“I’d love to have a vacation house in the Vedado, or a beachfront property in Mirarmar,” said David, a long-time California resident whose wife is Cuban. David, who asked that his last name not be used, added he is hopeful that through his wife’s family in Cuba he will be able to find an investment property.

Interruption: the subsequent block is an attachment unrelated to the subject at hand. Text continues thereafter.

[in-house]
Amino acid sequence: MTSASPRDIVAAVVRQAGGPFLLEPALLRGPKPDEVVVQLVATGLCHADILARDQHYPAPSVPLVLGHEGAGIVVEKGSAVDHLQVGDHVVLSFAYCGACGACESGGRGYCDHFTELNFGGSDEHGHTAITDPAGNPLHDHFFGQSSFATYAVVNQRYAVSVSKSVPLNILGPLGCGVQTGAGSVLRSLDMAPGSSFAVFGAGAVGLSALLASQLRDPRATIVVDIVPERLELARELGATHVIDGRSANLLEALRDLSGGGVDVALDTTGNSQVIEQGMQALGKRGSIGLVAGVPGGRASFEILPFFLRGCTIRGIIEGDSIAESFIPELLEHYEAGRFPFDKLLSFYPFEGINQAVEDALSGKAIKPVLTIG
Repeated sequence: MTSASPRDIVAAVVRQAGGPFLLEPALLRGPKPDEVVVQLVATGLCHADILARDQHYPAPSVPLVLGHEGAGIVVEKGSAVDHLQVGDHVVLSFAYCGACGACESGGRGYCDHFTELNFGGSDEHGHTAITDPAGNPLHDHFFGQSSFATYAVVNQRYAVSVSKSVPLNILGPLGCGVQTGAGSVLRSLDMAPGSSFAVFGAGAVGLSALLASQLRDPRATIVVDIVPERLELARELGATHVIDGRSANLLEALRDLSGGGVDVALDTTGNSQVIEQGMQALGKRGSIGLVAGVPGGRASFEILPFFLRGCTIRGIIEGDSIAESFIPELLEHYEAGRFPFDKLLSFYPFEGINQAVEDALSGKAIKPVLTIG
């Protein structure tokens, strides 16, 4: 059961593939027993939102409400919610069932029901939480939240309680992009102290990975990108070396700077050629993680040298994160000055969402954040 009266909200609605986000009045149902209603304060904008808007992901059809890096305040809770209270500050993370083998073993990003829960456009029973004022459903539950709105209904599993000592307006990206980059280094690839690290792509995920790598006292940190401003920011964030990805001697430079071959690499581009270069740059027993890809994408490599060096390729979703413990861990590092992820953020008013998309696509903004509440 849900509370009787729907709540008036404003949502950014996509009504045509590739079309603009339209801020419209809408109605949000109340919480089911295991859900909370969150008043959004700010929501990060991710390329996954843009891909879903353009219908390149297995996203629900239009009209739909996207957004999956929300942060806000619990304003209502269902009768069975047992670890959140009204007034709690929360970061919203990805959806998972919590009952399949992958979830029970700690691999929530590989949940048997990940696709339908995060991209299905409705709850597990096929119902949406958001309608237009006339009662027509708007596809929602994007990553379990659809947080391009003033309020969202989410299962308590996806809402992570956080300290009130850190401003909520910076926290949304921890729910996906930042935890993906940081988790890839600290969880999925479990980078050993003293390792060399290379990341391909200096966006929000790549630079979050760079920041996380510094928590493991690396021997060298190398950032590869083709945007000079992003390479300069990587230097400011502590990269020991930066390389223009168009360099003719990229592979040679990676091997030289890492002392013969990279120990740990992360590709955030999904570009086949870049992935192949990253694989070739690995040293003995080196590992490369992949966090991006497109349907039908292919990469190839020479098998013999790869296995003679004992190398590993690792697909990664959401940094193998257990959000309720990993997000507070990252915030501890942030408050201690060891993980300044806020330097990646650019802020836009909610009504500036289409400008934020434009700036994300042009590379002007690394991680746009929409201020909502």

The article suggests that the real estate boom is connected to speculation that the Castro family’s rule of the country might soon end. Recently Raul Castro said “I am going to resign. I’m turning 82 years old, and I have a right to retire.” If his reign is almost over and Fidel is nearing death, Cuba has a chance to think about what its post-Castro future will look like.One very promising route for Cuba is to capitalize on foreign interest in its properties to lure retirees and even younger workers to the country. More and more Americans are choosing to retire abroad, and as telework technology improves, working people may seize the opportunity to decamp as well. Since Western expats tend to be much wealthier than natives of Cuba, the country could derive huge financial benefits from increasing its foreign population.If the US loosens restrictions on American travel to Cuba, and Cuba adopts something like Panama’s special discount program for retirees, the country could experience an expat-driven financial boom.[Image of Cuba from Shutterstock]